"You Shall Know Our Velocity!" by Dave Eggers

I’ve known little about Dave Eggers other than he is the publisher of McSweeney’s and that he is considered one of the more “important” novelists of his (my) generation. (I use the quotations in “important” not as a dig at Eggers, but at the whole arbitrary notion of “important” in general). So I was looking forward to reading this novel - Eggers's first. The first thing I immediately noticed was it’s “literary” character. The influences of Don DeLillo and David Foster Wallace are very clear, as is it is with many contemporary young novelists, and if you are fans of Wallace and DeLillo, you will thoroughly enjoy this novel. 
 
I enjoyed this novel very much as well, although the literary path many young writer’s take (The Wallace path) is far from my own, but that’s neither here nor there. It is a thought provoking story and throughout I had wondered how much of it was in the narrator’s head and how much of it was actually occurring. Strange sensation to have, since there are apparently two versions of this novel which also calls the reliability of the narrator into question (more on this later). 
 
The story is about two friends, Will and Hand. Will has come into money, about $80,000 he earned as a “model” for a light bulb company, who used his silhouette for their bulb boxes. At the very beginning of the story we learn that their friend Jack had been killed in a road accident and both Will and Hand had plans to use the money to try to help save their friend’s life, which of course, they couldn’t. Feeling uneasy about having this money and feeling that he didn’t really earn it, Will and Hand decide to take a trip around the world to differing “obscure countries” with a plan to arbitrarily give away the money to whoever they decide to. They make their plan and they head off to these exotic locations: Senegal, Morocco, Estonia and Latvia. The bulk of the novel reads like a fictional travelogue of sorts, detailing their experiences as they ping around the globe. These parts were thoroughly enjoyable and Eggers does have a talent that brings you along with them, making you feel as if you were part of the trip yourself.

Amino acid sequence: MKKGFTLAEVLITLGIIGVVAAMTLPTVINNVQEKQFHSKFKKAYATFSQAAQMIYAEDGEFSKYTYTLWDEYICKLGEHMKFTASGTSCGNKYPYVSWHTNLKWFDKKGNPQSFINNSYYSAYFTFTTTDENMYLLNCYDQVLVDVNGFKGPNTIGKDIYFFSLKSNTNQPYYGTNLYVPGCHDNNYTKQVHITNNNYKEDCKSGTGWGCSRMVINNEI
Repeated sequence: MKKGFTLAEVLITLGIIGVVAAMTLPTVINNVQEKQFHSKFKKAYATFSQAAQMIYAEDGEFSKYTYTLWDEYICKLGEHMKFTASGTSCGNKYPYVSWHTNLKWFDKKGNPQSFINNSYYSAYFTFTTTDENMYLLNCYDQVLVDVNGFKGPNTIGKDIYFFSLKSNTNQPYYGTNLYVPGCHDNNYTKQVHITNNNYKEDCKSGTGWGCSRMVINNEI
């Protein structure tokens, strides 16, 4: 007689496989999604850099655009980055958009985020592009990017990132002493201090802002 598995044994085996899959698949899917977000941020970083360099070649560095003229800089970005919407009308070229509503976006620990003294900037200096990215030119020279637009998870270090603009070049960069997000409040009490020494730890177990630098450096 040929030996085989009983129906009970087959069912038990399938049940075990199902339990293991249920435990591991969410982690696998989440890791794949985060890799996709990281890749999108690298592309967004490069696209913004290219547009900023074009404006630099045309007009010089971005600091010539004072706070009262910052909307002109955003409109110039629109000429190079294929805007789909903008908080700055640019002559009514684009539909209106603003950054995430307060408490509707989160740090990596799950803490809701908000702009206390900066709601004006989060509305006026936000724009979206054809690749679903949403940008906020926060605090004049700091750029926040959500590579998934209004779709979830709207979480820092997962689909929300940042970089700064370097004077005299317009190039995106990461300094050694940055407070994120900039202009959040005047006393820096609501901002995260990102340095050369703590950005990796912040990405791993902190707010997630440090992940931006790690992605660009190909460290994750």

Other issues are present here as well. Before the trip - and slowly revealed as the novel progresses - Will was a victim of a violent beating, which, coupled with the death of his friend, has a tremendous effect on his psyche. There are many passages where he returns to the incident, making him increasingly emotionally unstable. He has many interior conversations with his dead friend as he tries to make sense of his life and the meaning of existence, the questions about the arbitrary nature of life as well as trying to find his place in the world. There are many digressions (here is the Wallace influence) into his and Hand’s past: their childhood, their high school years, etc, which all indicate to the reader where Will’s head is at throughout the story. All in all, in it’s own way, it is an updated version of “On The Road”, an influence which is clearly present here as well. 
 
Now apparently there is another version of this novel, entitled “Sacrament” where there is a 49 page insert from the point of view of Hand (this version of the book I read does not have this) which calls into question the reliability of Will’s account of the story being told here. The implication is that their friend Jack doesn’t exist and Will’s interior monologue was in actuality his way of dealing with the loss of his mother (something not indicated in this version of the novel). As to why there are these two versions, I don’t know, but knowing this after the fact does make you think about the story differently and reframes the entire experience. Perhaps this version should have had an “appendix” of sorts to indicate to a first time reader unfamiliar with Eggers's work of this fact, but then again, perhaps the two differing versions keep things interesting. 
 
“You Shall Know Our Velocity!” is a really good novel, definitely in the “Post-Modern” mode. You will think about a lot of it when you’re finished and it is definitely one of those novels that will keep the discussion going. 
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